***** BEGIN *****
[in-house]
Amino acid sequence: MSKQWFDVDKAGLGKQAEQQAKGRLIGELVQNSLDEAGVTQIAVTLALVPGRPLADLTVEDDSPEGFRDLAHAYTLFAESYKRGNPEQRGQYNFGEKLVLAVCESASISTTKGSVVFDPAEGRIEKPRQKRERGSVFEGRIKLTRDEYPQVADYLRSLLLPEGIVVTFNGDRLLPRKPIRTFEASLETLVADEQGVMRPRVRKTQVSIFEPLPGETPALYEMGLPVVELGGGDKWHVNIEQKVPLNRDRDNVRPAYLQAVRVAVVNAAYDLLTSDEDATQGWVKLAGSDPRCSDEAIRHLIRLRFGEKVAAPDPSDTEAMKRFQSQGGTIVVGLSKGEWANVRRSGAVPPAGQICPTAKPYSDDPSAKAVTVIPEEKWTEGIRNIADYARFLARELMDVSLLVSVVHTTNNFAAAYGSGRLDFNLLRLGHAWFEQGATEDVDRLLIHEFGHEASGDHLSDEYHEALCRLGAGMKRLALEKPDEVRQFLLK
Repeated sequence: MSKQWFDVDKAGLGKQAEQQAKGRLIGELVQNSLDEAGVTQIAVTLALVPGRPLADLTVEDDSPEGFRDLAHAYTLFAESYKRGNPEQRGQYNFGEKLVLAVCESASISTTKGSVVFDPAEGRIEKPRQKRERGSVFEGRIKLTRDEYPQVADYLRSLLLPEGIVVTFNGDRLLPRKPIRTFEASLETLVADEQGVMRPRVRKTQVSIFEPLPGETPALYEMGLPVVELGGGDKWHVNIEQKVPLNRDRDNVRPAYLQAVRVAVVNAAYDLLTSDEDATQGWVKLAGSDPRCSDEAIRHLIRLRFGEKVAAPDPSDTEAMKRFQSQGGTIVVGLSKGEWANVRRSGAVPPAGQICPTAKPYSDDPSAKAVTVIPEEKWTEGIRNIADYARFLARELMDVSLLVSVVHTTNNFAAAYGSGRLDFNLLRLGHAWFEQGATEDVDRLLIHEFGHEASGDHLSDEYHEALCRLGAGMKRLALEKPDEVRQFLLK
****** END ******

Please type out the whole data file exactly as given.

[in-house]
Amino acid sequence: MSKQWFDVDKAGLGKQAEQQAKGRLIGELVQNSLDEAGVTQIAVTLALVPGRPLADLTVEDDSPEGFRDLAHAYTLFAESYKRGNPEQRGQYNFGEKLVLAVCESASISTTKGSVVFDPAEGRIEKPRQKRERGSVFEGRIKLTRDEYPQVADYLRSLLLPEGIVVTFNGDRLLPRKPIRTFEASLETLVADEQGVMRPRVRKTQVSIFEPLPGETPALYEMGLPVVELGGGDKWHVNIEQKVPLNRDRDNVRPAYLQAVRVAVVNAAYDLLTSDEDATQGWVKLAGSDPRCSDEAIRHLIRLRFGEKVAAPDPSDTEAMKRFQSQGGTIVVGLSKGEWANVRRSGAVPPAGQICPTAKPYSDDPSAKAVTVIPEEKWTEGIRNIADYARFLARELMDVSLLVSVVHTTNNFAAAYGSGRLDFNLLRLGHAWFEQGATEDVDRLLIHEFGHEASGDHLSDEYHEALCRLGAGMKRLALEKPDEVRQFLLK
Repeated sequence: MSKQWFDVDKAGLGKQAEQQAKGRLIGELVQNSLDEAGVTQIAVTLALVPGRPLADLTVEDDSPEGFRDLAHAYTLFAESYKRGNPEQRGQYNFGEKLVLAVCESASISTTKGSVVFDPAEGRIEKPRQKRERGSVFEGRIKLTRDEYPQVADYLRSLLLPEGIVVTFNGDRLLPRKPIRTFEASLETLVADEQGVMRPRVRKTQVSIFEPLPGETPALYEMGLPVVELGGGDKWHVNIEQKVPLNRDRDNVRPAYLQAVRVAVVNAAYDLLTSDEDATQGWVKLAGSDPRCSDEAIRHLIRLRFGEKVAAPDPSDTEAMKRFQSQGGTIVVGLSKGEWANVRRSGAVPPAGQICPTAKPYSDDPSAKAVTVIPEEKWTEGIRNIADYARFLARELMDVSLLVSVVHTTNNFAAAYGSGRLDFNLLRLGHAWFEQGATEDVDRLLIHEFGHEASGDHLSDEYHEALCRLGAGMKRLALEKPDEVRQFLLK